First Surface Ceramic Frit

Have you read about the glare on a London building that apparently melted the side view mirror of a Jaguar?  The London skyscraper, originally nicknamed the Walkie Talkie building has been re-named the “FryScraper” as it fried an egg on a nearby sidewalk while burning holes in bike seats.

Without a solution to the high glare, he’s bound to be the first in a series of meltable mishaps.  In a similar case in Las Vegas,  innocent individuals enjoying poolside libations got a surprise when their tiny umbrella’s were left stranded in a pool of melted plastic.  Apparently the Aria’s extreme glare also burned some locks on a few innocently lounging ladies.

For years, architects have been discouraged from specifying ceramic frit on first surface exterior applications due to oxidation and weathering which could adversely affect the performance of the material.  However with new technology, ceramic frit can now be applied to the first surface of any glass building without degradation or loss of color. The advantage of specifying first surface ceramic frit is twofold, the images are far more vibrant, but more importantly, the glare coming off of the building is significantly reduced while increasing the shading coefficient.  Glare on buildings is becoming such an issue that many cities have been altogether limiting the amount of glass that can be used on the exterior of buildings.   We need to let them know that the solution no longer means reducing glass, now that you can specify 1st surface ceramic.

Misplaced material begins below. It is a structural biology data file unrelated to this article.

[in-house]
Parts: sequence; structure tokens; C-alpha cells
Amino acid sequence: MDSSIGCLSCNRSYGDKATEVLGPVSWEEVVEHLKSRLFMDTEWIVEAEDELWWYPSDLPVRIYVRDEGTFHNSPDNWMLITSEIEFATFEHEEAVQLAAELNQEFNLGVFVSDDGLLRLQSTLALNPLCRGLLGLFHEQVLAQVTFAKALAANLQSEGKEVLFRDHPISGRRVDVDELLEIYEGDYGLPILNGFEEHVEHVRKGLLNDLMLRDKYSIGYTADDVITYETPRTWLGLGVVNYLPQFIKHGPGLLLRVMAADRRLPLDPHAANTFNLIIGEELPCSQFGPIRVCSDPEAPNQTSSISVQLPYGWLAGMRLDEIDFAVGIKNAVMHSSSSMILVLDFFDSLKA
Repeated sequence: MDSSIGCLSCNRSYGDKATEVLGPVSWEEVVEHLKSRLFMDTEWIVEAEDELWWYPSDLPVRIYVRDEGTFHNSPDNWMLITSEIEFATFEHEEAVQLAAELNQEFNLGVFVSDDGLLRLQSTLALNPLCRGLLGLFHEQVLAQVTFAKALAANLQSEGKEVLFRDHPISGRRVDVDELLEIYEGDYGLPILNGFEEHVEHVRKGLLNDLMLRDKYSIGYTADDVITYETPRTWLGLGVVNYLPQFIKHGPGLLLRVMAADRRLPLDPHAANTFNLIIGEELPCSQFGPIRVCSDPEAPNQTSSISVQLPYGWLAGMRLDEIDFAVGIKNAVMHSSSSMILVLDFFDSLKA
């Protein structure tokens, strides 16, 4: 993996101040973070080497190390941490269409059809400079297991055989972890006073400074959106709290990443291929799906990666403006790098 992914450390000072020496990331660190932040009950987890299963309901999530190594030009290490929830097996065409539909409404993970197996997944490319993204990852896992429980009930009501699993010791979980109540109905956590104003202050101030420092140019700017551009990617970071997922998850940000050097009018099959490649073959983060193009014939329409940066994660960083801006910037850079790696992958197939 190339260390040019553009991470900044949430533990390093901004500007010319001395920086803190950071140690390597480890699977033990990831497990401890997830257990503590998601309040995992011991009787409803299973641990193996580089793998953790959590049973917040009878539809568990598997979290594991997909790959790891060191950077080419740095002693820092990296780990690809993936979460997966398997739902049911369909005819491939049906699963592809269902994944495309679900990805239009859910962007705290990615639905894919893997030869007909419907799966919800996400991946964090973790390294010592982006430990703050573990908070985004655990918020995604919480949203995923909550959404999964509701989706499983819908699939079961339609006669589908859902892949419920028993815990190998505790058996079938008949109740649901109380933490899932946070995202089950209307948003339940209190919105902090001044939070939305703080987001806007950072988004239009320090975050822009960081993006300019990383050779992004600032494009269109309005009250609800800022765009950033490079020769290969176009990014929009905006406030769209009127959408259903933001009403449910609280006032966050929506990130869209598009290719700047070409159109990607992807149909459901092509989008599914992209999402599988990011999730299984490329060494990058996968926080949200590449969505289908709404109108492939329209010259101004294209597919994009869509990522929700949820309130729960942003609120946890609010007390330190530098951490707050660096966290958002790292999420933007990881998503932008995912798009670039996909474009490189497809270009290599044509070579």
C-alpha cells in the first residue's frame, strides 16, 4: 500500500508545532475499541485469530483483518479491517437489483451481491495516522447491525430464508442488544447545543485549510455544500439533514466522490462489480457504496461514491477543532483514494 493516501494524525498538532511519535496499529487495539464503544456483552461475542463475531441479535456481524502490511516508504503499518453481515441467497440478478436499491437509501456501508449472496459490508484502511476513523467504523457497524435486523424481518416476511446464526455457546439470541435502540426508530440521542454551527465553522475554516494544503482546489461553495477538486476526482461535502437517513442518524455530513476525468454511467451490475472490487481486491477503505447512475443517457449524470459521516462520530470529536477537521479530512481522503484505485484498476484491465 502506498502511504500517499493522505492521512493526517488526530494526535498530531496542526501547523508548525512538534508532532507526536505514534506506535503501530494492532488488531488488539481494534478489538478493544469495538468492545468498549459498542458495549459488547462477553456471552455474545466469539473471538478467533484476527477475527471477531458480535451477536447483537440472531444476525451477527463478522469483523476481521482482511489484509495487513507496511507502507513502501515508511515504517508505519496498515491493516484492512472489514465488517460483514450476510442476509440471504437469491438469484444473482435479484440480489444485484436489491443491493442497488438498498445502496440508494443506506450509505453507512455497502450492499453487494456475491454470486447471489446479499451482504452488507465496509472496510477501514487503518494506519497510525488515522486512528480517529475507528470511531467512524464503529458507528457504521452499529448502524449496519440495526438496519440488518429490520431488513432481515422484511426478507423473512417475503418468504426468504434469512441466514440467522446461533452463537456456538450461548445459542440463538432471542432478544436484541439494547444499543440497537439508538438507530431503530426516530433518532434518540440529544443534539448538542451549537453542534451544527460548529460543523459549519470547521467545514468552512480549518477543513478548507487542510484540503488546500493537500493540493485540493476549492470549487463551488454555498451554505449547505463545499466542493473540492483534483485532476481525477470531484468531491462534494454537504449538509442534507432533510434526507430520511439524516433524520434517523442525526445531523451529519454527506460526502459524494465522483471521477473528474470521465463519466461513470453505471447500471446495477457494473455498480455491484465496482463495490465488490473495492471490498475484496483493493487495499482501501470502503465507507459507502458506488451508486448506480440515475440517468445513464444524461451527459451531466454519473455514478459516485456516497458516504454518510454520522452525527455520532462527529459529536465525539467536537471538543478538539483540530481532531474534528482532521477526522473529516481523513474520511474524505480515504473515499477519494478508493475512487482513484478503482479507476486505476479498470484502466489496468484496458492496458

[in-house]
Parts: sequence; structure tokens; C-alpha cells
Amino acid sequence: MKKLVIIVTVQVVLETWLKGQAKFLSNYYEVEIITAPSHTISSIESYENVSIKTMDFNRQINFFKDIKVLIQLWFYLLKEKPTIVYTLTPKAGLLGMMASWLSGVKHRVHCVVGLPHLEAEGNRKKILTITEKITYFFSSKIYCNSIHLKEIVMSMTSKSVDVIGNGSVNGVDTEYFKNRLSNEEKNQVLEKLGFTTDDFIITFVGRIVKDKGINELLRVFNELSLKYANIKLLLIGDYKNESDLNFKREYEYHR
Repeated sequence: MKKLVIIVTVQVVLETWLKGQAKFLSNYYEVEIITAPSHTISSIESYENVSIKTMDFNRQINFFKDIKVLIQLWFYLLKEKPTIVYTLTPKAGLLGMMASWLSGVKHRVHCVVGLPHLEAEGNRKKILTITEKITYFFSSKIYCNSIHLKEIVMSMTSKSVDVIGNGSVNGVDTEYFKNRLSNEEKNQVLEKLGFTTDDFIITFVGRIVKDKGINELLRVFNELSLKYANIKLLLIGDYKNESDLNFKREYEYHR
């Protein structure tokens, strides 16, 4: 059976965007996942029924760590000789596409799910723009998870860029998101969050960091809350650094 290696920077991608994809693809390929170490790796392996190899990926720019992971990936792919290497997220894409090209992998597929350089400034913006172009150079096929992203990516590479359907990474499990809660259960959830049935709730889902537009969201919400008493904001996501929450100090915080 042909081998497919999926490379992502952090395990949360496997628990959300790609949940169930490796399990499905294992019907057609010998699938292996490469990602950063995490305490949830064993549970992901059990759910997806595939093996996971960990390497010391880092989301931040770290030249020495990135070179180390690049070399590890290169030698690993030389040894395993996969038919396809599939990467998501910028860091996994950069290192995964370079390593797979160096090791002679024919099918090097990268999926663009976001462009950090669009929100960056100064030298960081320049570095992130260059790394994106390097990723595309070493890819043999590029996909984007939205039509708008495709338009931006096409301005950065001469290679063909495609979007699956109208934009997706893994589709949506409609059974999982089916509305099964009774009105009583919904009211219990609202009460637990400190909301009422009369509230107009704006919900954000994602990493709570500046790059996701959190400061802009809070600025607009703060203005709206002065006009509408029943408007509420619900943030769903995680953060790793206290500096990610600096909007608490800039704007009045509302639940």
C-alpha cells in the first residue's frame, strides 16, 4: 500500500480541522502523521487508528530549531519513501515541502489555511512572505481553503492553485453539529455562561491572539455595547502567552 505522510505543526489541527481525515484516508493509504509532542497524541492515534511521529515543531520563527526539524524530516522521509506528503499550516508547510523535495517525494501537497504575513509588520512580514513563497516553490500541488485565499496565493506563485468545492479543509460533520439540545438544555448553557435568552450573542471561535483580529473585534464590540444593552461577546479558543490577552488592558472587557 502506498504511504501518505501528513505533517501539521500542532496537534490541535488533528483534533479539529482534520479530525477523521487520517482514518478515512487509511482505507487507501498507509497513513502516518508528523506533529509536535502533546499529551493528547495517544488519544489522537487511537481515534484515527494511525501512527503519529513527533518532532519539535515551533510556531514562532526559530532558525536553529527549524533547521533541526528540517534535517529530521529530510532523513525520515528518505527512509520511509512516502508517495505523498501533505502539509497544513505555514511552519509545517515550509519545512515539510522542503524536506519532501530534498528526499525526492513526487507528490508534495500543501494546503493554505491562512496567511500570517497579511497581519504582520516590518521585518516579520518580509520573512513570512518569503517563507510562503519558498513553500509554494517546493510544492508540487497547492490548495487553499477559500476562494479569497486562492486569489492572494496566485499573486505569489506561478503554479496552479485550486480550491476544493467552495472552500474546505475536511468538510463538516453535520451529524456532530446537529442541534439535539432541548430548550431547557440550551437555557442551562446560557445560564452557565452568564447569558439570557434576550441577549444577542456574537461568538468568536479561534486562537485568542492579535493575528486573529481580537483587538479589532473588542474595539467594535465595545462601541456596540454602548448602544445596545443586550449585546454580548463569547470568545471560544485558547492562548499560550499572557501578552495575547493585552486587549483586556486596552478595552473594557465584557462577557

Not only does first surface ceramic frit reduce glare, it also prevents bird strikes.  This is another very hot topic in the architectural industry as millions of birds are killed every year flying into the reflection of a seemingly endless sky.   Unlike the Rakow Library where we created horizontal first surface ceramic frit stripes, strike proof ceramic frit must be specified vertically for it to be effective in saving our feathered friends.

The Rakow Library, pictured above, was built 14 years ago. Back then the limitations was the pigment, not the frit.  While new inks have been designed and tested to go outside very well, silver is the best pigment choice due to the fact that it’s chemically inert and totally resistant to corrosion and oxidation.  Purple and red, while apparently favored by many, are challenging because they contain gold pigment, the cost being ridiculously prohibitive.  The darker the color on the outside of the building, the easier it is to see outside from the inside, so many architects ask to specify black; sadly, black patina’s with time, subsequently turning silver and eventually becoming clear.  We recommend very dark grey instead.

To read more about the building in London that melted the Jaguar, please read the original article.

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